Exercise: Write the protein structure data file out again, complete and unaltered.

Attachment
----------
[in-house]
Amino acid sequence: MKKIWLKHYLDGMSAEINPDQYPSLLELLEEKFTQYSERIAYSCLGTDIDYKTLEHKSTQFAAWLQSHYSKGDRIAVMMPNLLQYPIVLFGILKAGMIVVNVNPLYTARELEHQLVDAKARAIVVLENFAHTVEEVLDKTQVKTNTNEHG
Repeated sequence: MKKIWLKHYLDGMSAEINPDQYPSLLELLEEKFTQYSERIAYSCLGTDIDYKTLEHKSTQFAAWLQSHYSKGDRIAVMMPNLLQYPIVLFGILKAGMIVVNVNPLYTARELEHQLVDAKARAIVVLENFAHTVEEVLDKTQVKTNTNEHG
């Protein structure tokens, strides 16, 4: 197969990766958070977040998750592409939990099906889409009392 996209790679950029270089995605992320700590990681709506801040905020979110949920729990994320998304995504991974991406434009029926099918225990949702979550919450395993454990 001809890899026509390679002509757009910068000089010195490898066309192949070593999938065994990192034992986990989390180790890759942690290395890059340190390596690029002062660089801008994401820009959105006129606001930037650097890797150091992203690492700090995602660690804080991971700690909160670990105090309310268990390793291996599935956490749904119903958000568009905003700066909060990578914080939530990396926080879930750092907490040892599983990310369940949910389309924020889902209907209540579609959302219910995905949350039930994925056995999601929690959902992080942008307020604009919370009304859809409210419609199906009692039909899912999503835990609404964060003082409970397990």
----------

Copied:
[in-house]
Amino acid sequence: MKKIWLKHYLDGMSAEINPDQYPSLLELLEEKFTQYSERIAYSCLGTDIDYKTLEHKSTQFAAWLQSHYSKGDRIAVMMPNLLQYPIVLFGILKAGMIVVNVNPLYTARELEHQLVDAKARAIVVLENFAHTVEEVLDKTQVKTNTNEHG
Repeated sequence: MKKIWLKHYLDGMSAEINPDQYPSLLELLEEKFTQYSERIAYSCLGTDIDYKTLEHKSTQFAAWLQSHYSKGDRIAVMMPNLLQYPIVLFGILKAGMIVVNVNPLYTARELEHQLVDAKARAIVVLENFAHTVEEVLDKTQVKTNTNEHG
């Protein structure tokens, strides 16, 4: 197969990766958070977040998750592409939990099906889409009392 996209790679950029270089995605992320700590990681709506801040905020979110949920729990994320998304995504991974991406434009029926099918225990949702979550919450395993454990 001809890899026509390679002509757009910068000089010195490898066309192949070593999938065994990192034992986990989390180790890759942690290395890059340190390596690029002062660089801008994401820009959105006129606001930037650097890797150091992203690492700090995602660690804080991971700690909160670990105090309310268990390793291996599935956490749904119903958000568009905003700066909060990578914080939530990396926080879930750092907490040892599983990310369940949910389309924020889902209907209540579609959302219910995905949350039930994925056995999601929690959902992080942008307020604009919370009304859809409210419609199906009692039909899912999503835990609404964060003082409970397990």